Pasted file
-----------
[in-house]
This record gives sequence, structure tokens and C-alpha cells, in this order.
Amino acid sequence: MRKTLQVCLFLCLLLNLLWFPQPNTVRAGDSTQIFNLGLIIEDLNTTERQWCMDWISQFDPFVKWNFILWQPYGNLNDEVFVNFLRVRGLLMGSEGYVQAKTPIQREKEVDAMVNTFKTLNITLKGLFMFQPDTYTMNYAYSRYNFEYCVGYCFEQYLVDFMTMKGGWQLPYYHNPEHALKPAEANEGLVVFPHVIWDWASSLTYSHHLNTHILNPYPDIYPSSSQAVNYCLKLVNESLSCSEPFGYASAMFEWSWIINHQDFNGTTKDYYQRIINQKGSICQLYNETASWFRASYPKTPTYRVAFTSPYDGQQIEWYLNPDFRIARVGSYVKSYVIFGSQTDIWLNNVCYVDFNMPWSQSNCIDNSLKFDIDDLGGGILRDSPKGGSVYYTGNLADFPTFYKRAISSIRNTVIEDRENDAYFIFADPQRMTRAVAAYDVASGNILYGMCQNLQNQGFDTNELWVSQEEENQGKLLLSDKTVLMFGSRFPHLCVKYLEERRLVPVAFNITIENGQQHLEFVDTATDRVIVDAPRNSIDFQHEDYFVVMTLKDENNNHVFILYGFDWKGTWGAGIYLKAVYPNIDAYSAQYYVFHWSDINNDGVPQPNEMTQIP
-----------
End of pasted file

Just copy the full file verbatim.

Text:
[in-house]
This record gives sequence, structure tokens and C-alpha cells, in this order.
Amino acid sequence: MRKTLQVCLFLCLLLNLLWFPQPNTVRAGDSTQIFNLGLIIEDLNTTERQWCMDWISQFDPFVKWNFILWQPYGNLNDEVFVNFLRVRGLLMGSEGYVQAKTPIQREKEVDAMVNTFKTLNITLKGLFMFQPDTYTMNYAYSRYNFEYCVGYCFEQYLVDFMTMKGGWQLPYYHNPEHALKPAEANEGLVVFPHVIWDWASSLTYSHHLNTHILNPYPDIYPSSSQAVNYCLKLVNESLSCSEPFGYASAMFEWSWIINHQDFNGTTKDYYQRIINQKGSICQLYNETASWFRASYPKTPTYRVAFTSPYDGQQIEWYLNPDFRIARVGSYVKSYVIFGSQTDIWLNNVCYVDFNMPWSQSNCIDNSLKFDIDDLGGGILRDSPKGGSVYYTGNLADFPTFYKRAISSIRNTVIEDRENDAYFIFADPQRMTRAVAAYDVASGNILYGMCQNLQNQGFDTNELWVSQEEENQGKLLLSDKTVLMFGSRFPHLCVKYLEERRLVPVAFNITIENGQQHLEFVDTATDRVIVDAPRNSIDFQHEDYFVVMTLKDENNNHVFILYGFDWKGTWGAGIYLKAVYPNIDAYSAQYYVFHWSDINNDGVPQPNEMTQIP